Still, tension between the US and Turkey means more trouble for Iraq, and for the Kurds in particular. Just the fact that an article like this one in the NYT is published shows that the US military is more than nonplussed by the current developments. If Turkey does cross the border, as they did back in the 90's in a very limited way, the US position in Iraq will take a huge blow. I don't think that will happen, yet, but mistakes are always possible.

Times like these, I foolishly ask myself, where's Condi? Busy buying shoes, busy defending Blackwater, busy doing anything but diplomacy, for sure, but wouldn't a trip to Ankara at least look good?

What the situation does show is that the US invasion and the surge has provoked a power vacuum in the area. 160,000 US troops have done nothing but destabilize a key area of the world. The idea behind the invasion was the opposite. It was to project power and fill the vacuum caused by a weakened Saddam. Bad idea, bad plan, bad execution, bad result. Gen. Sanchez has now gone way off the reservation, and can expect to be hounded by Michelle Malkin and Rush Limbaugh into an early grave.

Meanwhile, Petraeus continues to be the military version of Pinocchio. Accusing the Iranian ambassador to Iraq of being a terrorist is the latest of his exploits, you can see the wires that lead back to Uncle Geppetto Dick Cheney.

Tuesday, October 09, 2007

Fantasy Fred

Frequent readers of Blog Simple should know that we have dubbed Fred Thompson our 'favorite' candidate for POTUS, favorite meaning the person we believe will be elected, not our own personal choice, Dennis Kucinich's wife.

Opting not to join the select group of masochists that watch the presidential debates, we rely on the reportage of our nation's finest news organizations for a summary.

All goes to confirm our prediction. The press noted that Thompson did not drool, nor did he actually babble. Those are given as positives, and validate the consensus that Fred at least held his own, while McCrazy, Ground Zero and Rummy fail to grip.

But I (speaking as the editor of the Blog Simple group) must confess that lately I have had my doubts. A couple of recent news photos of Fred were not flattering, and show a lack of attention to detail by his organization. His lovely wife seems to have disappeared, and that just makes him look older. Basically, he didn't look well, and that's not good for a guy who depends on image. Gruff ol' Fred needs to start taking a pick-me-up, climb in the old pick-up, and exploit some good old fashioned American nostalgia for the country we used to be, and with Fred's help will be again, damn it!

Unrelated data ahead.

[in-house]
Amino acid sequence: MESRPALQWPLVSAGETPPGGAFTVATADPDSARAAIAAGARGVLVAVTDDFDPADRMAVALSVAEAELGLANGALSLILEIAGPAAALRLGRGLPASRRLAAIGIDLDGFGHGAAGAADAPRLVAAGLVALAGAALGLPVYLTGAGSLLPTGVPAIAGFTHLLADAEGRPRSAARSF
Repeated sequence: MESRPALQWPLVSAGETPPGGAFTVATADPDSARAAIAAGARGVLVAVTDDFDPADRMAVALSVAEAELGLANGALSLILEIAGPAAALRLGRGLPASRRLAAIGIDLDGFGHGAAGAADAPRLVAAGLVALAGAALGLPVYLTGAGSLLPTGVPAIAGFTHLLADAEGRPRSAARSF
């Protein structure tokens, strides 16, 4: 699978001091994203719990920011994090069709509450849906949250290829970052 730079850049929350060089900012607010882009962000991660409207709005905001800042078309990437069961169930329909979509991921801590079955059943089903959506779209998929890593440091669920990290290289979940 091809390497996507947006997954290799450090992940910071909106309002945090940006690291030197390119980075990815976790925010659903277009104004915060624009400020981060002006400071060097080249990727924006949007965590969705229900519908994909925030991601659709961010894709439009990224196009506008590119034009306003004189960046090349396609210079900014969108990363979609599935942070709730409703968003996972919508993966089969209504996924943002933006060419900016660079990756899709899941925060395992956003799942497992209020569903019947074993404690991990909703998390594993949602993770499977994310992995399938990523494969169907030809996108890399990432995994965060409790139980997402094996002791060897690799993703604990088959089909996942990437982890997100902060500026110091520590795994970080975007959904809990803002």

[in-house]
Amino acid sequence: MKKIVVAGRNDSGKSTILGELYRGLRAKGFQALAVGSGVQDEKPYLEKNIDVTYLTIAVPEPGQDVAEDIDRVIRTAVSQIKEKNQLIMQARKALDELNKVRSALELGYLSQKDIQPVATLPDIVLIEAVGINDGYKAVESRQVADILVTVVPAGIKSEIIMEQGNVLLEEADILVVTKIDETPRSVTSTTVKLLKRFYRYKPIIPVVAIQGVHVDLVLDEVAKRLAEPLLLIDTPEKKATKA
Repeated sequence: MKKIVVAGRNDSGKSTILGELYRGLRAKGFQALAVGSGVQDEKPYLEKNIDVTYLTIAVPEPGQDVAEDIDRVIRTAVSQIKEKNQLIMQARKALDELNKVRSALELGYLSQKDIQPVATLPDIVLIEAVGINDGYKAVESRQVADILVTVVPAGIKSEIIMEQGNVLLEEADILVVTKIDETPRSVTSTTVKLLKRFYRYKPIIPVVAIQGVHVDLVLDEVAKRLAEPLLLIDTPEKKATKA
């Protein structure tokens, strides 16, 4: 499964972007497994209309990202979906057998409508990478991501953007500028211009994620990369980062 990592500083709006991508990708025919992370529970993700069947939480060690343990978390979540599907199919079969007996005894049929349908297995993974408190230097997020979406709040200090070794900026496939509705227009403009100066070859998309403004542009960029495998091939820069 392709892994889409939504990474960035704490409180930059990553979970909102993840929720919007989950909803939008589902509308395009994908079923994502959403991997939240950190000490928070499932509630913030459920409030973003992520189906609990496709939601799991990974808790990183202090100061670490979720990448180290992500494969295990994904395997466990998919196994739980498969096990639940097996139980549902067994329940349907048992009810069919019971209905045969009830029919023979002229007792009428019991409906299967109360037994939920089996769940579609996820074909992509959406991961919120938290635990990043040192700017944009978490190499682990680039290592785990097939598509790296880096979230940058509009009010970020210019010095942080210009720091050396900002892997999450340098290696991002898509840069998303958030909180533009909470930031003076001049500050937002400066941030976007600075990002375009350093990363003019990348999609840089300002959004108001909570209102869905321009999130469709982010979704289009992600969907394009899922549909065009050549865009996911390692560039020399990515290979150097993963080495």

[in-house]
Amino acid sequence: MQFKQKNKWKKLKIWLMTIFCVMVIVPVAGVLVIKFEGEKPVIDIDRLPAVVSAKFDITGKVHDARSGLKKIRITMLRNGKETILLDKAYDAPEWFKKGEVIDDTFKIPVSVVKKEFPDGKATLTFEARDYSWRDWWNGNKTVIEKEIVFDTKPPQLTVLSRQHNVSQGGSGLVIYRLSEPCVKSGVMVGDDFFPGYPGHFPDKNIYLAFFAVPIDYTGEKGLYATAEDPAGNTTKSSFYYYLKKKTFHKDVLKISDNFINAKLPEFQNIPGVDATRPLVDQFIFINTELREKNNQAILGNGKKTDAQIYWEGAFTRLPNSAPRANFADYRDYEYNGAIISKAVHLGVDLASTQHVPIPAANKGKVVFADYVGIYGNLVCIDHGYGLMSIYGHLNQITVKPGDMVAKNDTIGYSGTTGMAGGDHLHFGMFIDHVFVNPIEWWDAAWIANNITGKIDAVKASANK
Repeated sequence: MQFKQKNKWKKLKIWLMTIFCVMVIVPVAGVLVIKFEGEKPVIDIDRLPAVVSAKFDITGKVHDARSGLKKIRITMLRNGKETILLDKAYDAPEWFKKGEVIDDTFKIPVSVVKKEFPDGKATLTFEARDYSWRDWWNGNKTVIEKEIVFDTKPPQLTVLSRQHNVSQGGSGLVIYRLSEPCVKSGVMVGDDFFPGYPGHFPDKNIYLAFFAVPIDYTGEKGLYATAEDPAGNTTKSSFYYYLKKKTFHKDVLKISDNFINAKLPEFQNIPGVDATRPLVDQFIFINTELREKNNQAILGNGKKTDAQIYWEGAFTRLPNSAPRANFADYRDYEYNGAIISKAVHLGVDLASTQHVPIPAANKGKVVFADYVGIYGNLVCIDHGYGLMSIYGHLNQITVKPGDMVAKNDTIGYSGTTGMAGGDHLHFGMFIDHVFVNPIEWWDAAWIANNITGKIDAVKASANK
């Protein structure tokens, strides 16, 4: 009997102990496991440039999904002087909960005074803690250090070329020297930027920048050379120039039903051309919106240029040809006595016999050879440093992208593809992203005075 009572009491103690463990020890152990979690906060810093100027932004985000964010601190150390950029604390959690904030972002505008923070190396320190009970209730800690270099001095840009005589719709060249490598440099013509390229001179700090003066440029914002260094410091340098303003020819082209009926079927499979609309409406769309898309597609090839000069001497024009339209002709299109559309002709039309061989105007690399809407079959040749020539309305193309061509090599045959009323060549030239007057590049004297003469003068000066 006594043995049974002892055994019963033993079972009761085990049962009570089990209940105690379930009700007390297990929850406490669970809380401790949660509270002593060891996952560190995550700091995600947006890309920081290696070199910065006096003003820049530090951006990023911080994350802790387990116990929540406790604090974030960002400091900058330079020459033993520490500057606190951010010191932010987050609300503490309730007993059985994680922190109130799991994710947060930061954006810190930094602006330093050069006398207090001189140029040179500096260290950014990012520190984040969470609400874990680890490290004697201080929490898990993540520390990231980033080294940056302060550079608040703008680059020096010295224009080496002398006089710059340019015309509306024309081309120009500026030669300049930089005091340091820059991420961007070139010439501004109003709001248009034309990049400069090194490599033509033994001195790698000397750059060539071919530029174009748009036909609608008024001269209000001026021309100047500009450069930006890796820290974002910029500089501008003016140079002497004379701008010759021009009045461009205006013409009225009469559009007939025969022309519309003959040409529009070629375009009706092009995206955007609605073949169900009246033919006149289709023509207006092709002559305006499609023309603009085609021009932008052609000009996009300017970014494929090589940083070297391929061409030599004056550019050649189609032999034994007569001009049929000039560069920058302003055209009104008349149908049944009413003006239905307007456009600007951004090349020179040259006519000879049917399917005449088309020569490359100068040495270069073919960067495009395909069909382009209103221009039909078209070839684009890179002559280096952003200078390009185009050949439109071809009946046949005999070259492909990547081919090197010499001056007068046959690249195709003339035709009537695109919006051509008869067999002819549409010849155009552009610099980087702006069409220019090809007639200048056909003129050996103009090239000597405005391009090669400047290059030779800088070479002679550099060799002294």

Monday, October 08, 2007

Mind your manners

The boundaries of American conversation are pretty fixed, in polite company at least. Our media is nothing if not polite, with a stainless steel claw for those deemed to violate rules of proper behavior.

When you see someone with an audience behave impolitely, expect chastisement. The blogosphere is rude and impolite, but the audience is scattered. Only a few can make waves on their own, but they remain polite. Certain topics they don't touch, out of politeness, such as discussions of Israel and Palestine.

Glenn Greenwald is impolite. He has violated the rules of proper behavior, he has asked questions that are rude and impolite of those whose eminent positions make them unquestionable. Watch out, Glenn!

Thursday, October 04, 2007

Old news today

September has come and gone, before it arrived it occupied a place of honor among the months of this year as a time when decisions would be made, and new roads opened up.

You don't need me to tell you that it didn't work out that way. The successful surge by the administration swept all before it, Congress, press and pundits. The only new roads that might open up are those of additional war and destruction, and that has been left up to the executive branch.

Let's face it, apart from being a noisy way to spread dollars around to the rich and connected, Congress is totally useless in the scheme of things. They want to be useless, keep their snouts in the trough, and fatten.

When Rep. Harman said that Congress was warned of a terror threat to the capitol before voting on the FISA law, it provoked a few mordant chuckles here, why would any self-respecting terrorist bother to blow up Congress?

As for the press, they specialize in yesterday's news today. Sometimes it's by design (the NYT holding up news of illegal wiretapping), usually it just happens, like the latest bombshell that the US tortures. Today's news is not news at all, it's just a press release that goes though the charade of leaks by 'official sources'.

The unasked and thus more interesting questions are:
  • Why was this leaked/disclosed now? (Like the 2005 torture memos the NYT just reported on.)
  • Why was this old news reported now? (Like the report that the Israelis knew that the USS Liberty was a US navy ship when they attacked it.)
That 'news' is unavailable to the masses, even reporters like Hersh don't get into why their sources talk to them.